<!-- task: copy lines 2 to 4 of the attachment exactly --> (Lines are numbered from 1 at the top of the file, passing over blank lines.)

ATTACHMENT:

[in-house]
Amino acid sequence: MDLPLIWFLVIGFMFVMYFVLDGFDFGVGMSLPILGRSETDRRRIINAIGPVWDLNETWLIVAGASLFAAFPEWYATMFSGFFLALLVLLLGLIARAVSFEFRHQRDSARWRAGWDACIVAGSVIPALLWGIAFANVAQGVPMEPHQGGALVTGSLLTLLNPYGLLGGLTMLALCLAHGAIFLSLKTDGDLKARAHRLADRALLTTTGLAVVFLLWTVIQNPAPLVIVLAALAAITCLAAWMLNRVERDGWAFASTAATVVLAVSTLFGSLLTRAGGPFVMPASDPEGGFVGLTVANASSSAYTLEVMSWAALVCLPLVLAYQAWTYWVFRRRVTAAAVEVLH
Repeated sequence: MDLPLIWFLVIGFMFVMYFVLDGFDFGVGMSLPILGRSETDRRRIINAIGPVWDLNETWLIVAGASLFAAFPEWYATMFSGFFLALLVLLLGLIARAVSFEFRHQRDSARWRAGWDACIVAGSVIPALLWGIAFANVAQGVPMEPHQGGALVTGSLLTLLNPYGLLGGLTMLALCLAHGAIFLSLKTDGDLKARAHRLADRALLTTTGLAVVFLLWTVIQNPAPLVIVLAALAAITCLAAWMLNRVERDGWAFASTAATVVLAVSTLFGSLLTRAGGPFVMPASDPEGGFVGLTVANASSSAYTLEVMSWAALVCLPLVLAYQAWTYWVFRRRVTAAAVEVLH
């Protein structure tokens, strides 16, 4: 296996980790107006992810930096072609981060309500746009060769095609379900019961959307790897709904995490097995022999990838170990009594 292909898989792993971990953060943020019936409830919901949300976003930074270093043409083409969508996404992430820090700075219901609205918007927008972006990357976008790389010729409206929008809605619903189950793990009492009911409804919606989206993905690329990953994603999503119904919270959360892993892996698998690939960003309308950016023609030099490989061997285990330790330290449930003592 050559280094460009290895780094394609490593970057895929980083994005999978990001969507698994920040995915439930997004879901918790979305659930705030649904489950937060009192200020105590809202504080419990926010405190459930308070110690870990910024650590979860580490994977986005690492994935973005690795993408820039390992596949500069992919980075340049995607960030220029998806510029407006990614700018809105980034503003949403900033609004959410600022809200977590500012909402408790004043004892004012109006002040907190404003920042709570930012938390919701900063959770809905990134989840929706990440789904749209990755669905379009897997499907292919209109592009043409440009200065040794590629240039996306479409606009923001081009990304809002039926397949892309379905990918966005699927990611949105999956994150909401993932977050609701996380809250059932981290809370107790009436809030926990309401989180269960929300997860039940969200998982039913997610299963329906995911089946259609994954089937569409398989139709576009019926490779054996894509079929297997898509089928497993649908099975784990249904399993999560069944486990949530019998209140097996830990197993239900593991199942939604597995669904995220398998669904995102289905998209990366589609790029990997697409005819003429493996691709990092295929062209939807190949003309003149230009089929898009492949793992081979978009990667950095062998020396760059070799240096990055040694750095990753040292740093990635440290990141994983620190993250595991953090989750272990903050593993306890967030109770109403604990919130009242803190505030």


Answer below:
Amino acid sequence: MDLPLIWFLVIGFMFVMYFVLDGFDFGVGMSLPILGRSETDRRRIINAIGPVWDLNETWLIVAGASLFAAFPEWYATMFSGFFLALLVLLLGLIARAVSFEFRHQRDSARWRAGWDACIVAGSVIPALLWGIAFANVAQGVPMEPHQGGALVTGSLLTLLNPYGLLGGLTMLALCLAHGAIFLSLKTDGDLKARAHRLADRALLTTTGLAVVFLLWTVIQNPAPLVIVLAALAAITCLAAWMLNRVERDGWAFASTAATVVLAVSTLFGSLLTRAGGPFVMPASDPEGGFVGLTVANASSSAYTLEVMSWAALVCLPLVLAYQAWTYWVFRRRVTAAAVEVLH
Repeated sequence: MDLPLIWFLVIGFMFVMYFVLDGFDFGVGMSLPILGRSETDRRRIINAIGPVWDLNETWLIVAGASLFAAFPEWYATMFSGFFLALLVLLLGLIARAVSFEFRHQRDSARWRAGWDACIVAGSVIPALLWGIAFANVAQGVPMEPHQGGALVTGSLLTLLNPYGLLGGLTMLALCLAHGAIFLSLKTDGDLKARAHRLADRALLTTTGLAVVFLLWTVIQNPAPLVIVLAALAAITCLAAWMLNRVERDGWAFASTAATVVLAVSTLFGSLLTRAGGPFVMPASDPEGGFVGLTVANASSSAYTLEVMSWAALVCLPLVLAYQAWTYWVFRRRVTAAAVEVLH
């Protein structure tokens, strides 16, 4: 296996980790107006992810930096072609981060309500746009060769095609379900019961959307790897709904995490097995022999990838170990009594 292909898989792993971990953060943020019936409830919901949300976003930074270093043409083409969508996404992430820090700075219901609205918007927008972006990357976008790389010729409206929008809605619903189950793990009492009911409804919606989206993905690329990953994603999503119904919270959360892993892996698998690939960003309308950016023609030099490989061997285990330790330290449930003592 050559280094460009290895780094394609490593970057895929980083994005999978990001969507698994920040995915439930997004879901918790979305659930705030649904489950937060009192200020105590809202504080419990926010405190459930308070110690870990910024650590979860580490994977986005690492994935973005690795993408820039390992596949500069992919980075340049995607960030220029998806510029407006990614700018809105980034503003949403900033609004959410600022809200977590500012909402408790004043004892004012109006002040907190404003920042709570930012938390919701900063959770809905990134989840929706990440789904749209990755669905379009897997499907292919209109592009043409440009200065040794590629240039996306479409606009923001081009990304809002039926397949892309379905990918966005699927990611949105999956994150909401993932977050609701996380809250059932981290809370107790009436809030926990309401989180269960929300997860039940969200998982039913997610299963329906995911089946259609994954089937569409398989139709576009019926490779054996894509079929297997898509089928497993649908099975784990249904399993999560069944486990949530019998209140097996830990197993239900593991199942939604597995669904995220398998669904995102289905998209990366589609790029990997697409005819003429493996691709990092295929062209939807190949003309003149230009089929898009492949793992081979978009990667950095062998020396760059070799240096990055040694750095990753040292740093990635440290990141994983620190993250595991953090989750272990903050593993306890967030109770109403604990919130009242803190505030």